Many states have approved commercial casino games primarily because they see them as a tool for economic growth. The biggest perceived benefits are increased employment, higher tax revenues for state and local governments, and growth in local retail sales. Gambling is no longer an activity routinely condemned by government officials who want to impose ethical standards in their communities. In some parts of the country, gambling has been adopted and promoted as a legitimate economic development strategy.
In theory, lotteries, racetracks, casinos and electronic games can fill government coffers with funds to support worthy government programs. Supporters say gambling can provide jobs with good benefits to people who are unemployed or underemployed. However, to be legitimate, gambling must move from being perceived as a social problem to an ethically neutral form of entertainment or even a positive force for economic development. The government has helped in this transformation by openly promoting various forms of state gambling, such as lotteries and numbers games.
In times of economic success, casinos tend to take labor away from neighboring companies. Since casinos offer higher salaries than normal neighboring businesses, such as restaurants, employees leave the neighboring business and work for the casino. Customers who normally go to neighboring restaurants now go to the casino for food. This demonstrates how not all the growth of a casino can be attributed to economic growth; sometimes casinos simply transfer growth from other businesses to their own.
Supporters also argue that gambling can attract tourism and that restrictions simply divert potential tax revenues to illegal gambling operations or to other regions where the practice is legal. Construction and gambling expenses are often treated as net additions to the community, but this is an overly simplistic approach. In the United Kingdom, Fisher (199) reported that 46 percent of teens surveyed stole from their family, 12 percent stole from others, 31 percent sold their possessions, and 39 percent played with their money for school lunch or travel. The Indiana Gaming Commission used input-output models to compare and evaluate competing applications for riverboat gambling licenses.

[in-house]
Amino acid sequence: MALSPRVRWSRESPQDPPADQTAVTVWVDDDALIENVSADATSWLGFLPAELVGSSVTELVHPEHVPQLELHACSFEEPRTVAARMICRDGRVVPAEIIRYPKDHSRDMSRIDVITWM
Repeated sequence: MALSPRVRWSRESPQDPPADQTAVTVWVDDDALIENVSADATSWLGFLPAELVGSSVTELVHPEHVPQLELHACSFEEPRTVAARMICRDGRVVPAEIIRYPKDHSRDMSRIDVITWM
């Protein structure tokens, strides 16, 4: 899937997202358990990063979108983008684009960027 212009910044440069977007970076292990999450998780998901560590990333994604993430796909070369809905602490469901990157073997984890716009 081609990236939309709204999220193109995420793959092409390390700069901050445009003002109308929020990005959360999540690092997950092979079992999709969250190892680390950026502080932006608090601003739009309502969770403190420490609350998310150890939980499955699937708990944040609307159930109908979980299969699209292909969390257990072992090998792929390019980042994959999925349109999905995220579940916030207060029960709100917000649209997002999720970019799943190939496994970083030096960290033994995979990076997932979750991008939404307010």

Several descriptive studies have published widely varying estimates of the proportion of pathological gamblers who commit crimes and serve prison sentences for crimes such as fraud, theft, embezzlement, forgery, theft and blackmail (Bergh and Kuhlhorn, 1994; Blaszczynsi and McConaghy, 1994a, 1994b; Lesieur and Anderson, 1995; Schwarz and McConaghy, 1994a, 1994b; Lesieur and Anderson, 1995; Schwarz and McConaghy, 1994a Linder, 1992; Thompson et al. Social costs to society are varied and include unemployment benefits, family services and medical treatment for players. Together, the cost per pathological player estimate and the three prevalence estimates allowed analysts to provide a range of costs attributable to pathological players if casinos were approved in Florida. Jacobs and his colleagues (198) compared children who characterized their parents as compulsive gamblers to those who said their parents had no problem with gambling.
Note that the calculations are based on information obtained from the survey of problem players and other external sources. Behavior associated with adolescent problem or pathological gambling includes alcohol and drug use, school absenteeism, low grades, and illegal activities to finance gambling. A relevant question to be asked is whether, in the absence of legalized gambling, a pathological player would have incurred some equally destructive and costly addiction, such as alcoholism. Recently, very few studies have made great strides over the contributions of previous studies, which generally focused only on positive economic benefits or provided descriptions of cost factors associated with pathological and problematic gambling, but did not attempt to estimate the costs of gambling, much less the costs of pathological and problematic gambling.
A slightly more sophisticated form of gross impact analysis involves the use of input-output analysis to capture the direct and indirect effects associated with the game. This average debt is then multiplied by the estimated number of problem gamblers in New Jersey, which, in turn, is based on estimates of the prevalence rate of problem gambling among adults in the state multiplied by an estimate of the number of adults in New Jersey. . .